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Introduction to Secrets of Paris

Cobblestoned passage in Bastille

Can you imagine how wonderful it would be to live in Paris, the City of Light? Do you see yourself shopping each morning in the open-air markets? Having a quiet café on the sidewalk terrace of your favorite bistro? How about spending your whole weekend visiting museums and strolling through the gardens? For many people, this is an unrealized dream. Especially for those who’ve actually moved to Paris.

The expatriate community, specifically the English-speaking one, seems to get larger every day. More and more people are relocating here, lured to a city by the words and images of their favorite artists and writers who once lived here. And that Paris, the one that mystifies and fascinates us, still exists somewhere, in a place and time where we can calm down and let it sink into us. Unfortunately, the average Anglophone expat, used to the high-speed chase of life back home, has found that living in Paris can be the worst way to enjoy the city. Most Parisians, even the expats, live their lives similar to the lives of anyone in a large city. “Metro, boulot, dodo,” a popular French saying, illustrates the ‘commute, work, sleep’ routine that traps many of the world’s city dwellers. Paris’s beauty and culture is easily ignored when one is stuck in traffic on the motorway. People are passing over the outdoor markets to shop in the cramped and fluorescent lit supermarkets, either because it’s closer, it’s cold outside, or because it’s just faster. Residents also tend to stay away from any places that might be crawling with tourists and the tacky shops that follow them. Trips to museum exhibits and monuments tend to occur less than most of us will admit. For the expats, it’s not hard to forget why we moved here. How many of us spend more time watching English cable channels or playing around on the computer than in the café terraces just below? How many of us only see the sights when our friends come to visit for a week? And how much time do we spend simply trying to survive in this city? Therein lies the culprit.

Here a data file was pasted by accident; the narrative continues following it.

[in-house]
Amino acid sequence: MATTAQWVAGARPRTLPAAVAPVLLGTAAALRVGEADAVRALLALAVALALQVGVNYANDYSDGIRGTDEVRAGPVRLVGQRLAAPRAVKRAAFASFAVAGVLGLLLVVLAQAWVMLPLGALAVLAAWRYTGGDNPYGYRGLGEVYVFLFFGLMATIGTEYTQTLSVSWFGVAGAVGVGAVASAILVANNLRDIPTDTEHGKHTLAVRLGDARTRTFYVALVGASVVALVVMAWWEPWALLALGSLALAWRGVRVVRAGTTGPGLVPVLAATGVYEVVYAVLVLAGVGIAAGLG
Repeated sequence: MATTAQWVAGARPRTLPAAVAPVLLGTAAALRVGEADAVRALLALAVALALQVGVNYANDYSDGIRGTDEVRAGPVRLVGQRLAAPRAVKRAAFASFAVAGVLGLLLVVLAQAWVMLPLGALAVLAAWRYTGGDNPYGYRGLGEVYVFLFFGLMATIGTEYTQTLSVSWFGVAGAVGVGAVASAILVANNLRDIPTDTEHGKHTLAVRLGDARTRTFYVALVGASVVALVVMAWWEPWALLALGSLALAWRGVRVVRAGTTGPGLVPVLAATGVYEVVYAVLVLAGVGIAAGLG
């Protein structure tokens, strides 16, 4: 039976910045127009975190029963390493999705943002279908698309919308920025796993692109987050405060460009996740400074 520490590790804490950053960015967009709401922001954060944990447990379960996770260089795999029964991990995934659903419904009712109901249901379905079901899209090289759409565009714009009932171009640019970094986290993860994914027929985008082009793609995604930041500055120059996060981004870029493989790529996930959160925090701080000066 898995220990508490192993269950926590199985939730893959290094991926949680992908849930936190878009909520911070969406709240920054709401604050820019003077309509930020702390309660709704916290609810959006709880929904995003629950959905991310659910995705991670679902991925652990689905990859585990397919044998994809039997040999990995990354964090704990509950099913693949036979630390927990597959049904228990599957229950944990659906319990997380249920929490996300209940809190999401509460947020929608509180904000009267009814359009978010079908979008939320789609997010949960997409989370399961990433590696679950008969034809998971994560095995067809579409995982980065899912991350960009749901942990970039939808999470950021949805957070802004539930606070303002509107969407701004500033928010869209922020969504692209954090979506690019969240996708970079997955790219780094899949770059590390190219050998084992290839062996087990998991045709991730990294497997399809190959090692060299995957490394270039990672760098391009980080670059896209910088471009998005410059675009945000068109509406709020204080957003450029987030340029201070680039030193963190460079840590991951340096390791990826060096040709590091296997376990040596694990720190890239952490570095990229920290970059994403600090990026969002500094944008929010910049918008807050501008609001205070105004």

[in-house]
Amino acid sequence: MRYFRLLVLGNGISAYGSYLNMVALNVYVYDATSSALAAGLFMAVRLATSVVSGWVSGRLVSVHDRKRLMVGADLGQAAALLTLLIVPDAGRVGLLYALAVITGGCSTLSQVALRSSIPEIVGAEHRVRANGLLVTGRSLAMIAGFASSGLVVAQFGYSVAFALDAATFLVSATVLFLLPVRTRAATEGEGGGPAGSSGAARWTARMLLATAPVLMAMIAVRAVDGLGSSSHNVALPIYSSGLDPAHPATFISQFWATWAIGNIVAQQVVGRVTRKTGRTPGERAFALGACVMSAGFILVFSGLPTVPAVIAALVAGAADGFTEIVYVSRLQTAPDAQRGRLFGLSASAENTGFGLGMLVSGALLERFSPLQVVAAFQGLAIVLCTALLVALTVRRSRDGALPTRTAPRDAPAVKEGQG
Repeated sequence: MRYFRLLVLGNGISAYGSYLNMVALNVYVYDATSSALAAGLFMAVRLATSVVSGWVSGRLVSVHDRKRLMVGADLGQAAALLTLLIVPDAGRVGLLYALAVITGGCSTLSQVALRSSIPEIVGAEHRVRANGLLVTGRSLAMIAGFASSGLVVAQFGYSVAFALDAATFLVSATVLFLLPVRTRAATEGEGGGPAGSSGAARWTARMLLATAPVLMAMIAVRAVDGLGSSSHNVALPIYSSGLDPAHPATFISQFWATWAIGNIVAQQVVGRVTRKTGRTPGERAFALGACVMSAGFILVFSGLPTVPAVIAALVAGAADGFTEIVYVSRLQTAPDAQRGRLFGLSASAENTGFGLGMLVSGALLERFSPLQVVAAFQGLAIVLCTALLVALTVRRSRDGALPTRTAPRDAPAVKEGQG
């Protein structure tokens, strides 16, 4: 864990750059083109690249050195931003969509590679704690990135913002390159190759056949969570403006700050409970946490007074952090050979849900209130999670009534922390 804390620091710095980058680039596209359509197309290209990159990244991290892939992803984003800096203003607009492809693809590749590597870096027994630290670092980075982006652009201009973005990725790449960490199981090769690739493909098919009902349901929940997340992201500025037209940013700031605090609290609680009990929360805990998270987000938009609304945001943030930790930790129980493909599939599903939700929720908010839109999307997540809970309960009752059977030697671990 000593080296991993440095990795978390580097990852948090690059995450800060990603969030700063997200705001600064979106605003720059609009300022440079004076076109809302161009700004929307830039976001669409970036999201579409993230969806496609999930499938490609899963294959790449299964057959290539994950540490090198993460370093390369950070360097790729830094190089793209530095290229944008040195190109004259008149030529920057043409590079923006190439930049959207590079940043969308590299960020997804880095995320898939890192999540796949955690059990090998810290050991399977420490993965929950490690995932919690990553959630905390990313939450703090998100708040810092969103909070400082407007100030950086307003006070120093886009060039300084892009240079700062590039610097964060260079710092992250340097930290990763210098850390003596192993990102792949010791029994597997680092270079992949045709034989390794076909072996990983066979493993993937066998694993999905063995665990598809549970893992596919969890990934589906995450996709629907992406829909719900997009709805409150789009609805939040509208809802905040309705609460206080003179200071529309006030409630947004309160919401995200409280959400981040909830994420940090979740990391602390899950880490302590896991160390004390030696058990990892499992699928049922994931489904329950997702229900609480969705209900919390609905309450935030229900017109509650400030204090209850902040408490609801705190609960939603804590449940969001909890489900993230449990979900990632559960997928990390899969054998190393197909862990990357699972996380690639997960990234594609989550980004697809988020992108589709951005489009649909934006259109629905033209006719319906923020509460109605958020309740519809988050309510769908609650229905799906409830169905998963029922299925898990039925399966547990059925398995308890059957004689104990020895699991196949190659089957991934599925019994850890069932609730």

Living in Paris as an expat can be more difficult than it looks. Cultural and language differences aside, there are secrets to getting through the French system, of getting things you need, and of being treated like a human being. The French have had their whole lives to discover these secrets, and even they struggle at times. And when you’re an expat, once you become a law-abiding and heavily-taxed member of the French society, you may start feeling those twinges of rage that come about when things don’t go as smoothly as hoped. Imagine you have finally wrangled your way into an exclusive and expensive club, only to find that once you’re in, you still have to beg the bartender to serve you a $20 cup of warm tap water. Paris is the City of Hoops and Forms. The former you jump through, and you’re always missing the right one of the latter. It’s not easy to be blinded to the exhilarating sights of Paris’s monuments when your eyes are focused on the pavement looking out for dog droppings.